In the world of traditional Chinese medicine, a lot of time and talk is devoted to addressing the root cause of problems. When it comes to issues surrounding obesity in this country (and maybe elsewhere too — I don’t know, I’m just not plugged into other cultures in quite the same way), almost everyone misses the mark on addressing the root cause. But one thing is certain — *Spoiler alert* — the root cause is not a lack of diet aides nor societal pressure.

One of my favorite bloggers posted Obesity is Not the Problem today. In it she wrote one of the most succinct observations on the root cause, at least of this condition, I have ever read.

Body size is not a diagnosis and we need to stop acting as if we can look and someone and tell what they eat, what activity they do, and how healthy they are.  This tells fat people that healthy habits don’t matter unless those habits make us thin, and it tells thin people that healthy habits aren’t important unless they start to get fat.  Neither of these statements is anywhere close to true.

That about sums up my thoughts on the subject.

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The Forsythia Conspiracy: An Herbalist's Take

Two members of the Herbalogic team celebrated their 6th wedding anniversary on Friday night. And since nothing says “I love you” in quite the same way as a movie about plague, they went to see the latest Steven Soderbergh film, Contagion. Here’s Jeanine’s take on the experience.

A deadly new respiratory virus hits the world with the menacing designation “MEV-1.” The initial symptoms of infection include sore throat, fever, severe headache, and mild cough, and these progress at an alarming pace to encephalitis, seizure, and death. While an assorted cast of seemingly tireless CDC, WHO, and other scientists work at break-neck speed to identify the virus, determine its origins, explain its pathogenesis, and develop, manufacture and distribute an effective vaccine (all in the space of 135 days), the rest of the world works itself into a panicked frenzy.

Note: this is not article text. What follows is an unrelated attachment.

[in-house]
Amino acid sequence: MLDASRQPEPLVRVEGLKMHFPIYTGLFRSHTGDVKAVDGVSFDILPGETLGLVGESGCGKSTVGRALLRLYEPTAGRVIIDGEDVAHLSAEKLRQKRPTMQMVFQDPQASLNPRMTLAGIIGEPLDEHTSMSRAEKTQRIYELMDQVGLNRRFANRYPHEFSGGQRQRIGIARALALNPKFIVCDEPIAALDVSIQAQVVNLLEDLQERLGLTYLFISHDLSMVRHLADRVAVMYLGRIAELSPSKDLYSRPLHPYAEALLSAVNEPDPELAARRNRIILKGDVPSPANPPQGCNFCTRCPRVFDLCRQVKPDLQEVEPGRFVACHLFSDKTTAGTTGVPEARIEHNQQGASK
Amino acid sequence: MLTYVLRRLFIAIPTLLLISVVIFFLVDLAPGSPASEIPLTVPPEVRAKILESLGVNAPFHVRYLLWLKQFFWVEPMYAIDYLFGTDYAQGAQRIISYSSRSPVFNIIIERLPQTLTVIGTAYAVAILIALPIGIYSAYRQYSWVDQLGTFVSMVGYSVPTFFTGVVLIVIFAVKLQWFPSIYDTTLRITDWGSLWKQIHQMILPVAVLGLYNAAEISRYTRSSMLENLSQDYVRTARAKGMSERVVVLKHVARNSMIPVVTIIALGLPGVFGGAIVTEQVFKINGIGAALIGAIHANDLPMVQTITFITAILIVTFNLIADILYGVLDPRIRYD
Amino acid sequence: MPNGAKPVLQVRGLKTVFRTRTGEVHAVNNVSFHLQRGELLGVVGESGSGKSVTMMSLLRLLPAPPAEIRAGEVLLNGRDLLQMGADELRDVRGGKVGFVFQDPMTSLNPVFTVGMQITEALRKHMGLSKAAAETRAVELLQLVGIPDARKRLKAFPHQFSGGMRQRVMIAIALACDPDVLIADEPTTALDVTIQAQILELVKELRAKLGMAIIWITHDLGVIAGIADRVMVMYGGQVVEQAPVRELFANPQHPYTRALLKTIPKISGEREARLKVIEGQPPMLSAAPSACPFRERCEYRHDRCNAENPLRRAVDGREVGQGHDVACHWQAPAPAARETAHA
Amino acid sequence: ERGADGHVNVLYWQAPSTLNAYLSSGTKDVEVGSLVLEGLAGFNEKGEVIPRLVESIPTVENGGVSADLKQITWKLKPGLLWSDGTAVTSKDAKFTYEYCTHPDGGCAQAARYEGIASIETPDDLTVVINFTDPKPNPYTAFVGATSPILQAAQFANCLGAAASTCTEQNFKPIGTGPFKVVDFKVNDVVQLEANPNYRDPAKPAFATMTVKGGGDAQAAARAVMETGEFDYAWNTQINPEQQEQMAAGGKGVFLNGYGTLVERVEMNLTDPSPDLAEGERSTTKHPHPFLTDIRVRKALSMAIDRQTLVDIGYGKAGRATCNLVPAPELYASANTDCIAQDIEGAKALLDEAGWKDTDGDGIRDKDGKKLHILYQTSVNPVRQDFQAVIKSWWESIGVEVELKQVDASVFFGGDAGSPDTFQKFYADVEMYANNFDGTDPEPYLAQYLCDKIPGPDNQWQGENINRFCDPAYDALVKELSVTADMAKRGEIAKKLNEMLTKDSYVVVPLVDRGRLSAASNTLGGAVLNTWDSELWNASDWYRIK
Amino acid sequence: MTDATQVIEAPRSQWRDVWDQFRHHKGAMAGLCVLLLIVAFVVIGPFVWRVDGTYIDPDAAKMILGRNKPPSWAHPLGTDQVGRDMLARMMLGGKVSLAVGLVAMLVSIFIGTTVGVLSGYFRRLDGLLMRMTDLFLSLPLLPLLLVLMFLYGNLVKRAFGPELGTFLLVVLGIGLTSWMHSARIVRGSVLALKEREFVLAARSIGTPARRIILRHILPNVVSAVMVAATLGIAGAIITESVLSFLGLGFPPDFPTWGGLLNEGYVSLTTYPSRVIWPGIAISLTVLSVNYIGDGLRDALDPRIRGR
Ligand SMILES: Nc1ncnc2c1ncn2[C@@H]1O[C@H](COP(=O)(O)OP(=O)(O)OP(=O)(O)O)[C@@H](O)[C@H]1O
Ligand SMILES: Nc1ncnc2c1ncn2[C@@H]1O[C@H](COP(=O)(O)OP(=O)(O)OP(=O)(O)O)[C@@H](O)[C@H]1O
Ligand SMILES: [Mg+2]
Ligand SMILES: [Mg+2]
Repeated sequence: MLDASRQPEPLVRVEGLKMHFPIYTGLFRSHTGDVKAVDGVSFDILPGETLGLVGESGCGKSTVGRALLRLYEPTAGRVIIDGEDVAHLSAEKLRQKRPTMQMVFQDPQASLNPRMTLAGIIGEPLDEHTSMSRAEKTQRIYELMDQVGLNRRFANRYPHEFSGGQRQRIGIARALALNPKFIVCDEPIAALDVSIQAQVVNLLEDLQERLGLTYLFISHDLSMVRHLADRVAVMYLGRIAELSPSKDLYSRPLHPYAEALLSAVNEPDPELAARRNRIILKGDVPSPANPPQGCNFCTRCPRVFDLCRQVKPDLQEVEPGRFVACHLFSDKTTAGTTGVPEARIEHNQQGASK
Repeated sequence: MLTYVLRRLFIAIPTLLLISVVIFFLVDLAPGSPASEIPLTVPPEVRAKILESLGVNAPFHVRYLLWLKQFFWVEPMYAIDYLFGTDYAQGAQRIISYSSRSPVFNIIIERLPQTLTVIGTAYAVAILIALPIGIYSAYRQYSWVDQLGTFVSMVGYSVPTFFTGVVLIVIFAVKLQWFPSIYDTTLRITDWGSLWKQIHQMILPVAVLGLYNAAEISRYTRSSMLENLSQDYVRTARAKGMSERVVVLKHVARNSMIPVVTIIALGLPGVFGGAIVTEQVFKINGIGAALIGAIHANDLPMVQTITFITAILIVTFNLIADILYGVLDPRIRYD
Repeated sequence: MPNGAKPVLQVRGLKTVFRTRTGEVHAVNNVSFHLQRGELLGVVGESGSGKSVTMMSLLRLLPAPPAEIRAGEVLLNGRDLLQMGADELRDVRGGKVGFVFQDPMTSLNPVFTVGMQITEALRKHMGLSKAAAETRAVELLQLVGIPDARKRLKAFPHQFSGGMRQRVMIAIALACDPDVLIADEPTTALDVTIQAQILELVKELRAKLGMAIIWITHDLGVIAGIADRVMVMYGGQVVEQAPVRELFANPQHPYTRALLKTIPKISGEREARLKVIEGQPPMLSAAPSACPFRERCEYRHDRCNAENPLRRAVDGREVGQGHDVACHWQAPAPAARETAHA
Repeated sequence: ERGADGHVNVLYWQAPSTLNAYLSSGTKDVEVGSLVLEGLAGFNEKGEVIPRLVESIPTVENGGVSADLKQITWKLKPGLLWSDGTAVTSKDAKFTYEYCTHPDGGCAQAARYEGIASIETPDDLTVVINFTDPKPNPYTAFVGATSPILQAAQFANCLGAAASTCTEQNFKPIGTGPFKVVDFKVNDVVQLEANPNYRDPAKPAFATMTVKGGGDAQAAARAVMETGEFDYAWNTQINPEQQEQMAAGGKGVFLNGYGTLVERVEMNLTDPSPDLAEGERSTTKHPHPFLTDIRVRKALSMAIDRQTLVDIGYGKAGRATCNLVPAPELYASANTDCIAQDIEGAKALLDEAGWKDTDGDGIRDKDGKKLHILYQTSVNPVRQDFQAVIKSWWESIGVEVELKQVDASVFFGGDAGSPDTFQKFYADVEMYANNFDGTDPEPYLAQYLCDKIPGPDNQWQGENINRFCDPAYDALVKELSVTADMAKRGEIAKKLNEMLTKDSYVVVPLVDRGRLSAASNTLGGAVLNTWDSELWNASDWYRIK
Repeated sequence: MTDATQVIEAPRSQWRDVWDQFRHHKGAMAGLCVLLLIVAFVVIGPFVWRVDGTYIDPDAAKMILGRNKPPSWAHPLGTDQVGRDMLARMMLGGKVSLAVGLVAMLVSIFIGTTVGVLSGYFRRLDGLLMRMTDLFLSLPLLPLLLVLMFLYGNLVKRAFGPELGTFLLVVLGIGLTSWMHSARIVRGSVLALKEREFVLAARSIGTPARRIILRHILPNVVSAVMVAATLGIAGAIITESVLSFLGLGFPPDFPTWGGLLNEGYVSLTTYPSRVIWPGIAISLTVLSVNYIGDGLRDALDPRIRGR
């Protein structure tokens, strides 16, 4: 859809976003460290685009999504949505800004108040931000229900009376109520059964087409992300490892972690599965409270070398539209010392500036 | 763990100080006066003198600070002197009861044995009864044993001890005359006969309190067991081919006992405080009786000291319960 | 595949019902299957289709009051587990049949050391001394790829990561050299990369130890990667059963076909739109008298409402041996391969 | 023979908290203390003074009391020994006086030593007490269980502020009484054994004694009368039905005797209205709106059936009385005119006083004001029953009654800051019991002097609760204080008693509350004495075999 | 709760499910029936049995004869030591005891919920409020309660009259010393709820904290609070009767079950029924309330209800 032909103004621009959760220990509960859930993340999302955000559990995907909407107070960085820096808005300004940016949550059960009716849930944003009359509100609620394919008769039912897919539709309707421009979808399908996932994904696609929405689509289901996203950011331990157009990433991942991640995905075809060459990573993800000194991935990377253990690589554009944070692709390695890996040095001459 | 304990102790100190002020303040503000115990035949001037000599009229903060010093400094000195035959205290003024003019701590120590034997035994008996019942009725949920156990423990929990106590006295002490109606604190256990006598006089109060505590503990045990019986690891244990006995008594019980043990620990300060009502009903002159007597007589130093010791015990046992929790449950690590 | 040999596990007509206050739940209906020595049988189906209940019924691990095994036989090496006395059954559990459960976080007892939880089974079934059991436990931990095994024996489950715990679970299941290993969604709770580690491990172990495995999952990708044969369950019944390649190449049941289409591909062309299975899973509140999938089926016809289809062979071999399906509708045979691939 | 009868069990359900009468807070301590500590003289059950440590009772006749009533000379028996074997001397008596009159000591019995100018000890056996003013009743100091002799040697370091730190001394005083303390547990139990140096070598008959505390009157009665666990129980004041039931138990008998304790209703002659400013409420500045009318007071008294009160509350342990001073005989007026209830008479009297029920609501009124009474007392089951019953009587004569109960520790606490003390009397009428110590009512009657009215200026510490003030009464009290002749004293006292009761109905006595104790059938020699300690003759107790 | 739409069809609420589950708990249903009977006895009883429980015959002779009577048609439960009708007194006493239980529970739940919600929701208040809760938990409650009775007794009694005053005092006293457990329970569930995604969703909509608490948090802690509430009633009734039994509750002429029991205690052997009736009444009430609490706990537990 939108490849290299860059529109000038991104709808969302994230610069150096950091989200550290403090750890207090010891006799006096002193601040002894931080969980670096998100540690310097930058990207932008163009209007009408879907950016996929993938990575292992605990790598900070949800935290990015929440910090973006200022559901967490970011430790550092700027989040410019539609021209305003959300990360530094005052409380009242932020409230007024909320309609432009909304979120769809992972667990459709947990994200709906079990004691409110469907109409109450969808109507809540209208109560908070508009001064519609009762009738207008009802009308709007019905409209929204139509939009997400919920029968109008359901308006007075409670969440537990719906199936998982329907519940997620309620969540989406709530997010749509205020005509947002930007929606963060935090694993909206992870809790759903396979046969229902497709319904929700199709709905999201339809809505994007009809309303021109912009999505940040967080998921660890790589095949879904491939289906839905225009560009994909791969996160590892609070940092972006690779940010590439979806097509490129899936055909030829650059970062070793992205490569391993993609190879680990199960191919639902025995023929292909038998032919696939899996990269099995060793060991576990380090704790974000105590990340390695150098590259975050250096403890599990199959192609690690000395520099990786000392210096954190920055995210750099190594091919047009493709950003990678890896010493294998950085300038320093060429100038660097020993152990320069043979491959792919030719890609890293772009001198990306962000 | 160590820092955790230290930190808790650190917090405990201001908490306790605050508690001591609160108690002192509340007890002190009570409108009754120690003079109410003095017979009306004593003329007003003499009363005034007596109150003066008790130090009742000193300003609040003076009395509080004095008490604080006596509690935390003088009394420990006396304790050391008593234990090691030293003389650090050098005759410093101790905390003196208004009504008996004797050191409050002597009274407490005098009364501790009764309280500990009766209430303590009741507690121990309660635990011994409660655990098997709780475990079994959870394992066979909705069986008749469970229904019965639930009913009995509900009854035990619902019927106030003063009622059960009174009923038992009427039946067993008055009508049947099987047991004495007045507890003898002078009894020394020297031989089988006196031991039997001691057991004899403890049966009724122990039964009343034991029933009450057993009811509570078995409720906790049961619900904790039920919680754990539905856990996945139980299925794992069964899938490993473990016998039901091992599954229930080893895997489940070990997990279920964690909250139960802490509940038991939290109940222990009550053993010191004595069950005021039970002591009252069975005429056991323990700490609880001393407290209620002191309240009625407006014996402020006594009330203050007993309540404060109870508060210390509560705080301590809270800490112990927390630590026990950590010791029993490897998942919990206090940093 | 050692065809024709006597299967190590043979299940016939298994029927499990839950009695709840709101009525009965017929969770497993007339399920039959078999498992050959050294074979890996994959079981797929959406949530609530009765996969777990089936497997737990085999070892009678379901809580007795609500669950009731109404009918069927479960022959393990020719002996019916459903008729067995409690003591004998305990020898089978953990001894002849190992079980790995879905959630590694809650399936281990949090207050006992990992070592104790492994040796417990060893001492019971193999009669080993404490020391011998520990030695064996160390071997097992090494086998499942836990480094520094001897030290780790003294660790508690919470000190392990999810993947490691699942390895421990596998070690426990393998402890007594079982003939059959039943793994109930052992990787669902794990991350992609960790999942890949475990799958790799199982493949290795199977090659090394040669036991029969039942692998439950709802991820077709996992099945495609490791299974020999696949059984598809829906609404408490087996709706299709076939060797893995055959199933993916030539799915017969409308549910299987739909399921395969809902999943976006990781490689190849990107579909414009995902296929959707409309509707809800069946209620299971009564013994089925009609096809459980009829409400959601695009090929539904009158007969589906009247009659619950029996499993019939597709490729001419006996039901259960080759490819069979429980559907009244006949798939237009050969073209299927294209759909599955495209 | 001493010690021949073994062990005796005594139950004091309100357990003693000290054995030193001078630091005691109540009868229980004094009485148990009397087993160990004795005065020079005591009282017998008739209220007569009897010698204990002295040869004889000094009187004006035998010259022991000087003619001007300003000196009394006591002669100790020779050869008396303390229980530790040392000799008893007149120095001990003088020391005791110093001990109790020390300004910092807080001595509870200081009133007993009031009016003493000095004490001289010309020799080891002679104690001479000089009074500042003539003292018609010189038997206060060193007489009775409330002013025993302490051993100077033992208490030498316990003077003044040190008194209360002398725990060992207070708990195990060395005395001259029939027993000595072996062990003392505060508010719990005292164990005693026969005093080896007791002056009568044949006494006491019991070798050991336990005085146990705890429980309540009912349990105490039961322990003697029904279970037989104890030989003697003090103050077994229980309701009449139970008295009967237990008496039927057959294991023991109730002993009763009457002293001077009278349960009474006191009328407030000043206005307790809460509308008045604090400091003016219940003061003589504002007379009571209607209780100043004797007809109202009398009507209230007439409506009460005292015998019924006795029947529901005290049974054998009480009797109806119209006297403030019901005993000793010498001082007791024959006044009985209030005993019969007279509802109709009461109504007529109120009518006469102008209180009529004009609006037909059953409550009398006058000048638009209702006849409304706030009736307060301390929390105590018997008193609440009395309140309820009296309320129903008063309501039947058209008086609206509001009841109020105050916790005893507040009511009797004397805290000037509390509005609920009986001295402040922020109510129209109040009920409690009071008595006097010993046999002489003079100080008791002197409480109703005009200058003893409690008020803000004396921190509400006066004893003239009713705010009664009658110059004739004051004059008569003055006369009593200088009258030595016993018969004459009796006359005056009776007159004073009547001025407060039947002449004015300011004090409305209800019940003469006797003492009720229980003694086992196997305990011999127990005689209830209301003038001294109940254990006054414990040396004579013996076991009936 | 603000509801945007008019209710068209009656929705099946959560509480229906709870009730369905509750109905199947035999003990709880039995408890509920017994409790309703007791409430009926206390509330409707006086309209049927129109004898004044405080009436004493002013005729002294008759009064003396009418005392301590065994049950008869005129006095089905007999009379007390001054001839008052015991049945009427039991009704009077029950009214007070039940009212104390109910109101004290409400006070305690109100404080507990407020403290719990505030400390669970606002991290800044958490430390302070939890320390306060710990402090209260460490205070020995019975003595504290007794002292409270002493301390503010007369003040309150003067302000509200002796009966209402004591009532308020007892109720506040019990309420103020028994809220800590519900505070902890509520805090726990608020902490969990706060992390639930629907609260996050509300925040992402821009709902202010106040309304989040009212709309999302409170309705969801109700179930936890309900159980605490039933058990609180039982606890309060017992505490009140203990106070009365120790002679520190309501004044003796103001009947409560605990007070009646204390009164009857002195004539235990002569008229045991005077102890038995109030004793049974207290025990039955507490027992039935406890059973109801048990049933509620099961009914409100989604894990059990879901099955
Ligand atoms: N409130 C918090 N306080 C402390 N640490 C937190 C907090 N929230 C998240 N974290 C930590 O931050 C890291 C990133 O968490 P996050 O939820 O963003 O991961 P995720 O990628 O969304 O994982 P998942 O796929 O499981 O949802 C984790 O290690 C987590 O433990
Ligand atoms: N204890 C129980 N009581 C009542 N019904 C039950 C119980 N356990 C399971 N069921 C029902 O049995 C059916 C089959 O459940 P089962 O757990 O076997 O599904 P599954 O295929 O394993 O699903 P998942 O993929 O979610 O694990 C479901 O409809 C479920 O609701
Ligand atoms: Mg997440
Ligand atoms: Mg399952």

In a sea of despair marked by deserted grocery stores, city streets piled high with garbage, sports arenas converted to field hospitals, mass graves, and anarchy, the only glimmer of hope during those 135 days is an herb called Forsythia.

Even the Chinese official in Hong Kong assigned to work with the WHO epidemiologist mentions that in his rural village they tried giving his own mother Forsythia.

One anti-government, conspiracy-theory loving blogger, Alan Krumwiede, latches onto Forsythia, and lets his 12 million readers know of his personal experience of being saved by this herb. But little do his unsuspecting followers know that he’s behind the real conspiracy. Backed by an unnamed hedge fund, Alan uses his influence to profit on the suddenly increased demand for Forsythia to the tune of $4.5 million. Eventually he is arrested and charged with securities fraud and manslaughter. During the course of the investigation it’s revealed that he never actually was infected with the virus.